file attributes Set fileset quotas for an AdvFS fileset
AdvFS Commands in the Base System
The following list summarizes the AdvFS commands that are included in the base system: Displays file system statistics. See advfsstat(8).
Locates AdvFS partitions on disks. See advscan(8). Changes the attributes of a file. See chfile(8). Changes the attributes of a fileset.
See chfsets(8). Changes the attributes of a volume. See chvol(8). Makes the files in a file domain more contiguous. See defragment(8).
Edits the user or group quotas. See edquota(8). Creates a new file domain. See mkfdmn(8). Creates a fileset within an existing file
domain. See mkfset(8). Checks for mounted AdvFS filesets. See mountlist(8). Creates a list of files on specified filesets, including the
path names and i-numbers. See ncheck(8). Displays formatted BMT pages. See nvbmtpg(8). Displays formatted frag pages. See nvfragpg(8).
Displays formatted log pages. See nvlogpg(8). Displays formatted tag pages. See nvtagpg(8). Summarizes fileset ownership. See quot(8).
Displays disk usage and limits. See quota(1). Checks file system quota consistency. See quotacheck(8). Turns on user and group quotas.
See quotaon(8). Turns off user and group quotas. See quotaoff(8). Renames an existing fileset. See renamefset(8). Summarizes the disk
usage and quotas for specified filesets. See repquota(8). Removes an unused file domain from AdvFS. See rmfdmn(8). Deletes a fileset
from a file domain. See rmfset(8). Displays unformatted disk blocks. See shblk(8). Displays frag file information. See shfragbf(8). Dis-
plays domain attributes. See showfdmn(8). Displays attributes for AdvFS files. See showfile(8). Displays information about the filesets
in a domain. See showfsets(8). Moves the AdvFS log file to a different volume in a file domain. See switchlog(8). Prints the path name of
a file, given the tag number. See tag2name(8). Displays mcells that describe metadata for a file. See vbmtchain(8). Displays a formatted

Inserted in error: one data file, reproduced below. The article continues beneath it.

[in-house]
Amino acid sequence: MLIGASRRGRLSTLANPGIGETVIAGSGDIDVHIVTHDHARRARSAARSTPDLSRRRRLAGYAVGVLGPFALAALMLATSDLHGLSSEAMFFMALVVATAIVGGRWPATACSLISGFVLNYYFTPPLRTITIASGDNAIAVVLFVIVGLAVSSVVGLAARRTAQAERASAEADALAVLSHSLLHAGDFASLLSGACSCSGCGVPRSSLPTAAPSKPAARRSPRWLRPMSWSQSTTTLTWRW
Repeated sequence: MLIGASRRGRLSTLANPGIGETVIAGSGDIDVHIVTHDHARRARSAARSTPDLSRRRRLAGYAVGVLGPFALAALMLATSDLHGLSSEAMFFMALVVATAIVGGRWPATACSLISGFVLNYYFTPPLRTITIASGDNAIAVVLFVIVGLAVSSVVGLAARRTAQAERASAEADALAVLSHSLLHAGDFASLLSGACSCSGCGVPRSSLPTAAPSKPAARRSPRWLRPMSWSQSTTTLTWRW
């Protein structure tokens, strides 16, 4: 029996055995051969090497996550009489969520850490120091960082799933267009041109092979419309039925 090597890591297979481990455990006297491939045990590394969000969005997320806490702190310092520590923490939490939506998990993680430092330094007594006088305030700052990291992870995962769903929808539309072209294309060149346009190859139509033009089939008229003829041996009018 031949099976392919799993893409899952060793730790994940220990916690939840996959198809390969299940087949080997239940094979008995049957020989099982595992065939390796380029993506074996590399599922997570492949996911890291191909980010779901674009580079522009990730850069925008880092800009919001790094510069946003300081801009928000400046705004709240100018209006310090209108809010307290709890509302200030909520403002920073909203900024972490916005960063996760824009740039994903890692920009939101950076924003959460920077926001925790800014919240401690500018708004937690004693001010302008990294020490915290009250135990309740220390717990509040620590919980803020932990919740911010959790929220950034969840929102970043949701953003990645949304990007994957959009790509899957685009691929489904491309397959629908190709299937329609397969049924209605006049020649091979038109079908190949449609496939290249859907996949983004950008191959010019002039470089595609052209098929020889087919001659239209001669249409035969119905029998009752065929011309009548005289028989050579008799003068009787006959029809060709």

page of the bitfile metadata table (BMT). See vbmtpg(8). Backs up filesets. See vdump(8). Checks for and repairs file system inconsisten-
cies. See verify(8). Displays the contents of a file from an unmounted domain. See vfile(8). Prints a single header page of a frag file.
See vfragpg(8). Displays a formatted page of the log. See vlogpg(8). Displays the logical sequence number (LSN) of a page of the log. See
vlsnpg(8). Restores files from devices written with the vdump command. See vrestore(8). Displays a formatted page of the tag directory.
The AdvFS Utilities are licensed and purchased separately from the Tru64 UNIX operating system. However, the software and the reference
pages for them are installed when you install the base system. You must activate a Product Authorization Key to activate the Advanced File
System Utilities. The following list summarizes the AdvFS Utilities commands: Adds a volume to an existing file domain. See addvol(8).
Starts the AdvFS graphical user interface (GUI) daemon. Balances the percentage of used space between volumes. See balance(8). Creates a
read-only copy of a fileset. See clonefset(8). Starts the AdvFS graphical user interface. See dtadvfs(8). Moves the location of a file
within a file domain. See migrate(8). Attaches directories to a trashcan directory, which stores deleted files. See mktrashcan(1).
Detaches a specified directory from a trashcan directory. See mktrashcan(1). Removes a volume from an existing file domain. See rmvol(8).
Shows the trashcan directory, if any, that is attached to a specified directory. See mktrashcan(1). Interleaves storage allocation of a
file across two or more volumes within a file domain. See stripe(8).
When configuring root on AdvFS, set up one partition and one fileset in the file domain. Multiple volumes are not supported on root (except
for a cluster root).
The following example creates a file domain called accounts_dmn, which contains dsk1c as the initial volume. The example also creates two
filesets, credit_fs and debit_fs, and mounts both filesets. # mkfdmn /dev/disk/dsk1c accounts_dmn # mkfset accounts_dmn credit_fs # mkfset
accounts_dmn debit_fs # mkdir /mnt/credit /mnt/debit # mount -t advfs accounts_dmn#credit_fs /mnt/credit # mount -t advfs
Commands: mkdir(1) ,fdmns(4), mkfdmn(8), mkfset(8), mount(8)